Category: California Gothic

Measuring the Authorial Momentum

It feels so great, now that I have Personal Jesus with my editor. For the first time in months I’m able to devote some head space to book 3 in the California Gothic, The Goddess of Los Angeles. The first part of this was, of course, going back through and reading the 30,000 or so words I’d written before having to go back and re-edit. I also had to go through all of my notes to remind myself what the hell I was writing and where I was going with it. I’ve also revisited my list of David Bowie song titles (each of the chapters in Los Angeles takes its name from a Bowie song).

Even though I know how important the edits to Personal Jesus are, I couldn’t shake the feeling I wasn’t making progress through working on book 1 when I’d already finished book 2. However, even just writing two and a half thousand words over the past few days makes me feel I’ve made huge strides forward. I knew, of course, that editing book 1 was progressing as a whole, but because I wasn’t writing for the latest book in the series I felt that my authorial momentum had stalled.

The whole time I’ve been editing Personal Jesus I’ve had scenes and dialogue for Los Angeles drifting in and out of my mind, and I can at last begin to order my thoughts.

I just hope I get to finish my first draft without my editor coming back and telling me there are more major changes to make to Personal Jesus.

*Goes back to writing with fingers crossed*

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The Trials and Excitements of Self-Publishing

So, I’ve discovered one of the trials of self publishing (although that term has derogatory overtones in the industry; surely ‘unsigned’ would be more appropriate?). I am spending more time on marketing and promoting my work than I am on writing the next piece.

It’s a situation that makes a mockery of the argument that publishing houses are outdated. That argument suggests that publishers are just printers with fancy offices, but of course they are so much more. I’m lucky enough to have a great editor (one of the many things publishers can organize), but there’s still the overwhelming ‘Everything Else’ to deal with.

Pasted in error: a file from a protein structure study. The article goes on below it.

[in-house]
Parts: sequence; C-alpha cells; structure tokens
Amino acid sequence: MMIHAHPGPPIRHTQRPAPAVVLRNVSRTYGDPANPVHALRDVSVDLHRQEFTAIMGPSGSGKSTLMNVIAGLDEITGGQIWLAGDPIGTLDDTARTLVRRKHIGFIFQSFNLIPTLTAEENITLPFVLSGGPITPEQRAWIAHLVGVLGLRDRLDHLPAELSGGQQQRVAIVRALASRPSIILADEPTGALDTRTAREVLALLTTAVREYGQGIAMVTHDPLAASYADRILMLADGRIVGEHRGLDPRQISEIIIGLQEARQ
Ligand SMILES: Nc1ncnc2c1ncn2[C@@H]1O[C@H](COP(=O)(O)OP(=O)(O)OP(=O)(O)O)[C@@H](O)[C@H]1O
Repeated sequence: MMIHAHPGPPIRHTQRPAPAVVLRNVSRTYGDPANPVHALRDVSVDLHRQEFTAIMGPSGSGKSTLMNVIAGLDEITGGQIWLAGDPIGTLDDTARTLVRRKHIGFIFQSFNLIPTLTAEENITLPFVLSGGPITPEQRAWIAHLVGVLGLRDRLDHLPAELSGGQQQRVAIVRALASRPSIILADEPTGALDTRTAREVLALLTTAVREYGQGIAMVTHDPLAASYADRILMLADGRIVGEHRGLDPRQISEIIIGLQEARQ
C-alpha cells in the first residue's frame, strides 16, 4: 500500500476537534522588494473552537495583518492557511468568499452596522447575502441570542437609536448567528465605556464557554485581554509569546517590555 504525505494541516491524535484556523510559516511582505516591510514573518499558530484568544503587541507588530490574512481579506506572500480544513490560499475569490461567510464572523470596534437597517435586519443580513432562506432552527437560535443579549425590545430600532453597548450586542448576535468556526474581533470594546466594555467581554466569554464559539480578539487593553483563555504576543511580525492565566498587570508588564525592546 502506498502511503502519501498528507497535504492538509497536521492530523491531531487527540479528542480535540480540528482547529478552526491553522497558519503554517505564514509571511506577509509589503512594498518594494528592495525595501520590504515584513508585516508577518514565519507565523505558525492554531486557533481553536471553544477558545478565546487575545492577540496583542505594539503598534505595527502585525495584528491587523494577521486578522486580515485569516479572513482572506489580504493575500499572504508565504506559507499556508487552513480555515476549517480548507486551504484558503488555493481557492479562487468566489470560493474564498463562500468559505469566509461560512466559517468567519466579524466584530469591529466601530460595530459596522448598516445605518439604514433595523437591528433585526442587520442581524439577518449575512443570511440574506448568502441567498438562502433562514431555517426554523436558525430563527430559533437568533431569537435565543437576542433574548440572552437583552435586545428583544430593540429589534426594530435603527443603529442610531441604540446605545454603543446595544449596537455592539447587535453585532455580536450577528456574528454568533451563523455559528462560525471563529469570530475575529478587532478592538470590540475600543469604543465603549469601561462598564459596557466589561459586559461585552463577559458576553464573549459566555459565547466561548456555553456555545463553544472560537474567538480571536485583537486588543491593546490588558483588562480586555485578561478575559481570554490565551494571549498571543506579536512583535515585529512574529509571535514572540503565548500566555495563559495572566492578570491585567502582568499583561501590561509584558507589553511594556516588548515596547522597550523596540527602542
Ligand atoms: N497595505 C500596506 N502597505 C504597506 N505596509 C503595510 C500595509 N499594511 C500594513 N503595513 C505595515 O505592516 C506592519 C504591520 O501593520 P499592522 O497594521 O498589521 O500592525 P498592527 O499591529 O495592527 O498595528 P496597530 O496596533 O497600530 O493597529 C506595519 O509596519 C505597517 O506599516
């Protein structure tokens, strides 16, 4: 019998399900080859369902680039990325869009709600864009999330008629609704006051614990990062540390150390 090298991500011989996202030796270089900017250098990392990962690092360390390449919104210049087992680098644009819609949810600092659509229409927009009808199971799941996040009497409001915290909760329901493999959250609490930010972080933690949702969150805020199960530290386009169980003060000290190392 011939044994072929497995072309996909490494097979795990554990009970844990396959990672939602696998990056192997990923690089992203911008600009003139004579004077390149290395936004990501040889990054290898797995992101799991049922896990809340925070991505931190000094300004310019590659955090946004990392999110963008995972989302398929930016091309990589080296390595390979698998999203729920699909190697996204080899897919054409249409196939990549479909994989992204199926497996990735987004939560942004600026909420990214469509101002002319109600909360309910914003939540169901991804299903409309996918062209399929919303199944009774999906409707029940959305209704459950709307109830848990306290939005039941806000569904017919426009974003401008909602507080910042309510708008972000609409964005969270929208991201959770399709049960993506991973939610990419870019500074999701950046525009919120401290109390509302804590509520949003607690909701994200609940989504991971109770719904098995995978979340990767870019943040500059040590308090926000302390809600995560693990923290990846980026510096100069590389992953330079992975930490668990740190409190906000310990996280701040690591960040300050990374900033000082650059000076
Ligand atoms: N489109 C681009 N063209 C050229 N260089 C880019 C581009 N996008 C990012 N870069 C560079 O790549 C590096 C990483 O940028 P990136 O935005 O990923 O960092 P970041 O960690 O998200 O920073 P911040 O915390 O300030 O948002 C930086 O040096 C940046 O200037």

Publishers are primarily marketers and distributors. To deal with the latter first, the current self-publishing model means you can easily get your work onto the websites of Amazon, Borders, Barnes & Noble and such, but this is a far cry from walking into one of their stores and seeing you book for sale on the shelf. Plus there’s the army of independent book stores across the country. No one person can establish a personal relationship with each store and convince them to stock their books. Publishing houses have the resources and connections that allow them to achieve this on your behalf.

And then there’s the marketing. Blogging, tweeting, facebooking and such are all things I would be doing if I were signed to a publisher. Without one I’m also talking to people to get them to write reviews, I’m building a readership one person at a time, I’m arranging cover art, I’m calculating book jacket and bleed sizes, I’m talking to independent book stores about having them stock my books.

Self-publishing is running your own business, albeit one with even greater opportunity for self-importance and delusions of grandeur than normal. Because of this I’m also having to carefully consider what are the most cost effective ways of selling my books. For example, a complex, media-rich website that draws people in and generates press would be incredible, but I don’t have the time or resources to build it.

It would be fantastic if I could engage a marketing agency to generate interest in my books and drive sales, but that would be a huge overhead. This is the kind of things that a publisher can do to you; they have the time and resources to do all of this and more if they feel they can sell your work in sufficient numbers.

And as much as every author wants to be read and enjoyed, that’s what it always comes down to; selling units.

Technology is just now giving writers the freedom that it gave to musicians five or ten years ago. Established acts like Radiohead and Nine Inch Nails have left the record labels, and artists such as Amanda Palmer have built a fan base and reputation through connecting online directly with listeners.

And whilst all of the above are things I do that aren’t writing, I’m finding that I’m enjoying them enormously. Yes, writing is my favorite part of the process, but being able to get hands-on in everything else is fantastic.

If any of the above sounded like complaint, it really wasn’t intended to be. The whole process is fascinating and as tempting as it is to think that all of this is getting in the way of writing, it is actually facilitating it. Would it be easier to do all this if I had a publisher? Undoubtedly. But I could quite possibly put as much time and effort into promoting myself to publishers as I do into promoting myself to potential readers. And talking to readers seems to be much more fun.
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This may just be a quick post, but it’s a huge thank you to everyone who’s bought Stripped: Down to the Bone for the Kindle; it’s only been available for sale for a week and I never expected to get this sort of response, so thank you all.
It will be available for other eReaders soon, being out on the Nook next week and available through Apple, Borders and more shortly after.

I’m currently harassing my editor on an almost hourly basis (note: editors really don’t appreciate this) to get Part 2 ready for release and as soon as I have it, it will be going available.

When the three parts are all edited and released, we’ll be releasing a paperback version for all those of you who prefer more traditional reading formats.